The inner surface of the shutter should have a surface roughness within a certain range in view of the risk that the inner surface may cause dust generation by abrading against the cassette body, which is usually made of a plastic material. If the inner surface of the shutter, which is usually the lower surface of the steel sheet as it is produced, is as rough as the outer surface of the shutter, projections which are in contact with the cassette body abrade a portion of the plastic cassette body, thereby generating dust. However, if the inner surface of the shutter has too little roughness the production of shutters involves the risk of scratch formation due to contact between the shutters.

If there is a great difference between the roughness of the inner surface and the roughness of the outer surface of the shutter material, or the steel sheet, it may tend to curl into a bow shape in longitudinal direction (hereinafter referred to as "L-bow"), making pressing difficult.

In view of these problems, according to the present invention, the roughness of the inner surface of the shutter is specified within the following range which does not involve the above risks: Where the surface roughness of the lower surface of the steel sheet (which is intended to become the inner surface of the shutter) is to be adjusted by using dull rolls, that surface roughness should be maintained within a surface roughness (Ra) range from about 0.1 to 0.25 μm. Where the surface roughness of the lower surface of the steel sheet is to be adjusted by using grinding rolls with their direction of surface-finishing aligned with the intended direction of opening and closing motion of the shutter, that surface roughness should be brought within a surface roughness (Ra) range from about 0.15 to 0.50 μm.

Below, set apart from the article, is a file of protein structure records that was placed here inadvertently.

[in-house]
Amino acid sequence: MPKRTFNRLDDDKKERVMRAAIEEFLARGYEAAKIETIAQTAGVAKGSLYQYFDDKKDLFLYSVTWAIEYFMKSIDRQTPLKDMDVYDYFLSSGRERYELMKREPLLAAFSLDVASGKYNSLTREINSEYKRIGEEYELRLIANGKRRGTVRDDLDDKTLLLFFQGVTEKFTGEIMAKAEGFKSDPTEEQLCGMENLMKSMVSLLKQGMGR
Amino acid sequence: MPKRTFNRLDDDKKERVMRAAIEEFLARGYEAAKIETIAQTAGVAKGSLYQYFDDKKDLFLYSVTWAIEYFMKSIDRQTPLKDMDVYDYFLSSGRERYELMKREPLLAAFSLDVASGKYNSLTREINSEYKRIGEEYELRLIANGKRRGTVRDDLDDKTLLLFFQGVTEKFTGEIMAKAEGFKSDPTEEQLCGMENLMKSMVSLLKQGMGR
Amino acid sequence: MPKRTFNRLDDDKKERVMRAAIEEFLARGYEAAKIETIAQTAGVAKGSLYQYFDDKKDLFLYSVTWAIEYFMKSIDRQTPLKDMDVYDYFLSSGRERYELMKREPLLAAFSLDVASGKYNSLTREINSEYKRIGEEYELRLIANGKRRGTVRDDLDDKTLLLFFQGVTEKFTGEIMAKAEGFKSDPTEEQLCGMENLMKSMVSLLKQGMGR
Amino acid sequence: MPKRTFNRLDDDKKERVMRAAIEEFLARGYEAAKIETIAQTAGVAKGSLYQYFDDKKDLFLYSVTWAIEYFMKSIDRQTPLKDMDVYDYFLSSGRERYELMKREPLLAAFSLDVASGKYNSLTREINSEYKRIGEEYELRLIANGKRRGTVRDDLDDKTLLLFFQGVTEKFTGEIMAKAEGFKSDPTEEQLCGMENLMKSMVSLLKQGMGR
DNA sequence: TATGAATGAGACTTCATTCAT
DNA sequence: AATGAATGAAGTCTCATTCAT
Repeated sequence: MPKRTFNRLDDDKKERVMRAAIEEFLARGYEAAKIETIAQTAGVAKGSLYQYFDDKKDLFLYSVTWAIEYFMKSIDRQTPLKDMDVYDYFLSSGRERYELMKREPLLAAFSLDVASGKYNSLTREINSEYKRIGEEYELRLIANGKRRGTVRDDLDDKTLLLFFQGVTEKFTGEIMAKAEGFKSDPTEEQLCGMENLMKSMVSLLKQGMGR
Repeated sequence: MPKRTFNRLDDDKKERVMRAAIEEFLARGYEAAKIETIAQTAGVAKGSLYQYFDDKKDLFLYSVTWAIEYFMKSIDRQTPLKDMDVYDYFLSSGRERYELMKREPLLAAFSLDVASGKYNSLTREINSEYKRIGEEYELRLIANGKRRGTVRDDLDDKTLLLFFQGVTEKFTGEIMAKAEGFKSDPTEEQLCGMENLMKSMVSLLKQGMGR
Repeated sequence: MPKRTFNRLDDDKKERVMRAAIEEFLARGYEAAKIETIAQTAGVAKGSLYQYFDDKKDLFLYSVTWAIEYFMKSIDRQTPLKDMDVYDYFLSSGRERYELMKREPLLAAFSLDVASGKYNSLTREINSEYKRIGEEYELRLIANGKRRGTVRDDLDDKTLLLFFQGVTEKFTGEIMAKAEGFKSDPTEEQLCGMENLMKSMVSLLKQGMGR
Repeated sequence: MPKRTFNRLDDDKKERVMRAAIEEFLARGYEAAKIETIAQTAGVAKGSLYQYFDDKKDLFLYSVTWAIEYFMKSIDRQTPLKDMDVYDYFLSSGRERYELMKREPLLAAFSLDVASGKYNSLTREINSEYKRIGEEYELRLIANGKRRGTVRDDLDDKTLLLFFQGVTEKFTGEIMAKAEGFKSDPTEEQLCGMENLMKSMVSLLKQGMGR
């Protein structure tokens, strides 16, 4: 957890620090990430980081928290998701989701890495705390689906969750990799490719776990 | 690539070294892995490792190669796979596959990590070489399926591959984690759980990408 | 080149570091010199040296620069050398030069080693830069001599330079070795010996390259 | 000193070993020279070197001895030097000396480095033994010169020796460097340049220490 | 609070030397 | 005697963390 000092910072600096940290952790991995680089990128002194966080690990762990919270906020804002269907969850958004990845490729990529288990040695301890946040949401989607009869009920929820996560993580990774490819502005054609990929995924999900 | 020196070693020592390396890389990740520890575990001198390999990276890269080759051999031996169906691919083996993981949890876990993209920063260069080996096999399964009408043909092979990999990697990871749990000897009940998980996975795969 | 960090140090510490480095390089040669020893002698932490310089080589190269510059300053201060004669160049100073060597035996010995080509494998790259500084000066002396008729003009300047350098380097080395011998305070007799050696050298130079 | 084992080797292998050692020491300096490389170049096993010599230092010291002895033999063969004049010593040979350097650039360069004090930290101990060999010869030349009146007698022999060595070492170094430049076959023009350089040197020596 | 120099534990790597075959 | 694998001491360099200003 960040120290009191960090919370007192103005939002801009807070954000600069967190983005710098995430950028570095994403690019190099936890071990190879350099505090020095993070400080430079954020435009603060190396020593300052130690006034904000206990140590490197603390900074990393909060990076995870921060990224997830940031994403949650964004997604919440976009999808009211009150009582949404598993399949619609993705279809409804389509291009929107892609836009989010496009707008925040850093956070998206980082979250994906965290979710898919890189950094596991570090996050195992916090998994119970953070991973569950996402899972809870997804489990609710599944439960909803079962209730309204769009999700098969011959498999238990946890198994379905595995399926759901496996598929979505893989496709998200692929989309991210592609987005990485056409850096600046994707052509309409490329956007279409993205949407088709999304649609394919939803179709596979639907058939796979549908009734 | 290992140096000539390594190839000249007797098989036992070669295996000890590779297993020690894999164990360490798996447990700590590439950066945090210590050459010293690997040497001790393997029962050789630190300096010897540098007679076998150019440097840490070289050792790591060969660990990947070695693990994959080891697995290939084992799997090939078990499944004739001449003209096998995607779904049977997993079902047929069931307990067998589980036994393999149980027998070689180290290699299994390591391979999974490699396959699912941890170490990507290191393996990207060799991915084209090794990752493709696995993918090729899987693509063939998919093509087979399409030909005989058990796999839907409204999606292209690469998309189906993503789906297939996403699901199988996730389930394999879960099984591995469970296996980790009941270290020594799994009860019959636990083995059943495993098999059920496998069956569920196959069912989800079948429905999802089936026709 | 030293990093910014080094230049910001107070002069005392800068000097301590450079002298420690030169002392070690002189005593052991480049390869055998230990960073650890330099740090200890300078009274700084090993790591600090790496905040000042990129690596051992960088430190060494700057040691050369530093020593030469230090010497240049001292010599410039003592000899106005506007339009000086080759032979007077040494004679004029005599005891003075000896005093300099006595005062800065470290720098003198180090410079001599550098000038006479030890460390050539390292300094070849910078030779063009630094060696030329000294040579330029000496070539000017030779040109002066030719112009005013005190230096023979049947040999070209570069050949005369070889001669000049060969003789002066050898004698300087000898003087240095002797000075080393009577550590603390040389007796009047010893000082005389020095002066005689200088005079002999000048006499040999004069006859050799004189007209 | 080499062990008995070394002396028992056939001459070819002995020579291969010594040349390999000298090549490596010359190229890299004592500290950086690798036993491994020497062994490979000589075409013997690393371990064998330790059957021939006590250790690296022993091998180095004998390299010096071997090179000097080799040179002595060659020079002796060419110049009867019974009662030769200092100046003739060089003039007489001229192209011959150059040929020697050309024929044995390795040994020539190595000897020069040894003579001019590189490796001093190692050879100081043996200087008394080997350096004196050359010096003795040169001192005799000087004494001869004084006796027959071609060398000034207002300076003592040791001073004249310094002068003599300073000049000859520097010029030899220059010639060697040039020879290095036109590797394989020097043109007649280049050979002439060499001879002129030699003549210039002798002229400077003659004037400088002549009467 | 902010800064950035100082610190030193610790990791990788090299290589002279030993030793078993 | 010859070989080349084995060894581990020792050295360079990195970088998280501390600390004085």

Thus, finishing the lower surface with grinding rolls makes it possible to attain a surface roughness range which includes greater roughnesses than the surface roughness range adopted in the case of dull-roll finishing. This is because, if the surface roughness resulting from such finishing has streaks running in a direction aligned with the sliding direction of the shutter, these streaks serve to facilitate the sliding of the shutter.

For the production of a shutter having the described characteristics, it is further necessary to provide further properties beyond hardness and roughness of the upper and lower surfaces.